Demonstrators holds banners and signs as they protest during a march in downtown Washington in opposition of President-elect Donald Trump, Sunday, Jan. 15, 2017. CREDIT: AP Photo/Jose Luis Magana.

As people critical of President Trump’s Muslim ban flocked to airports this weekend to show their support for immigrants and refugees, one major airport decided to crack down on protesters.

Denver International Airport (DIA) began enforcing a rule on Sunday that requires anyone interested in demonstrating to submit an application seven days in advance. The regulation was challenged by protesters, including one who recorded a video criticizing Denver Police Commander Tony Lopez for violating his First Amendment rights.

There’s more about the Denver situation at the link.

But the movement toward limiting protesters’ free speech rights is not confined to the terminals of DIA. In anticipation of an active protest movement during Trump’s administration, multiple Republican-controlled states are currently pushing for legislation that would discourage and even criminalize nonviolent, public demonstrations.

In Minnesota, a billpassed a Republican-controlled committee last week that would allow cities to sue protesters in order to collect money to pay police forces required at the demonstration. Lawmakers drafted the legislation in response to massive Black Lives Matter protests that erupted in the state after a police officer shot and killed Philando Castile.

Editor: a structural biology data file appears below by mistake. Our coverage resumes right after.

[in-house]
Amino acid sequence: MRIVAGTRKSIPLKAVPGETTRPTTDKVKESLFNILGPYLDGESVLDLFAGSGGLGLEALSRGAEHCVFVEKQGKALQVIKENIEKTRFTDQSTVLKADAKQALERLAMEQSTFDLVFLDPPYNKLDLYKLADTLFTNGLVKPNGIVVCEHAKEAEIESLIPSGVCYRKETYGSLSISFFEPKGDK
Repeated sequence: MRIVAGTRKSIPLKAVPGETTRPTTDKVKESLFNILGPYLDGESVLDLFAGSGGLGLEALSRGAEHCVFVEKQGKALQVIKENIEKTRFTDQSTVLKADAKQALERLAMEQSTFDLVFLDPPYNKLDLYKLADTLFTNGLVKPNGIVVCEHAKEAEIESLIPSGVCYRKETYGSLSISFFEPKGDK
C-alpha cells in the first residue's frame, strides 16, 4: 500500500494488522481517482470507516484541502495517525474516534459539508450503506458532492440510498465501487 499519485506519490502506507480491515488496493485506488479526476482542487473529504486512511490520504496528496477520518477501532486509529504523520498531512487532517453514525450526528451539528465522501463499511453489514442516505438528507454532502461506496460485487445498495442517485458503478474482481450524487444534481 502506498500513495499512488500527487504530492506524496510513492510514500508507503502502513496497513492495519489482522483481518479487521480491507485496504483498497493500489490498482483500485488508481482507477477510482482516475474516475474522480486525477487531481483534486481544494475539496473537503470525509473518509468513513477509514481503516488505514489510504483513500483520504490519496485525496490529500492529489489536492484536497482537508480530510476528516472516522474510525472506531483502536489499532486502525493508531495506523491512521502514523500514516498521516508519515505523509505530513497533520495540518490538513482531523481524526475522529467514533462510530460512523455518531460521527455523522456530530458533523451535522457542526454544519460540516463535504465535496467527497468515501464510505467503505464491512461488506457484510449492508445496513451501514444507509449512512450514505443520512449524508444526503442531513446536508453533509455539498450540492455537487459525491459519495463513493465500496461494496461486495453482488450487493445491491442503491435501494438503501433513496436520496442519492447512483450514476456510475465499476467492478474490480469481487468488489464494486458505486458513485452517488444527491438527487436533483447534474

This sounds very much like what happened here in nDakota and the water protectors. People will get bilked for money, and I’d put odds on that money being used the way it was here, to purchase military toys for cop shops. All the better to threaten you with, my dear. Being able to sue anyone who protests will have the very chilling effect of shutting down effective protests, because too many people will not be willing to face such a consequence; most people can’t afford to face such a consequence. Allowing a lawsuit against people for exercising their constitutional rights, does that sound like a democracy to you? Speaking of picking pockets…

And in Michigan, Republican lawmakers are attacking both unions and protesters by pushing legislation that would increase fines against picketers to $1,000 per person per day of a picket and $10,000 per day for an organization or union involved in the picket. The bill passed the state House of Representatives in December, but was set aside by the Senate.

Don’t make the mistake of thinking that will be an end to such legislation though, it won’t be.

Taking a different tactic, four other states are considering anti-protest laws that would target demonstrators who protest on the streets, according to The Intercept. The bills have all been introduced in the last few months as responses to high-profile protests by Black Lives Matter activists and opponents of the Dakota Access Pipeline that shut down highways.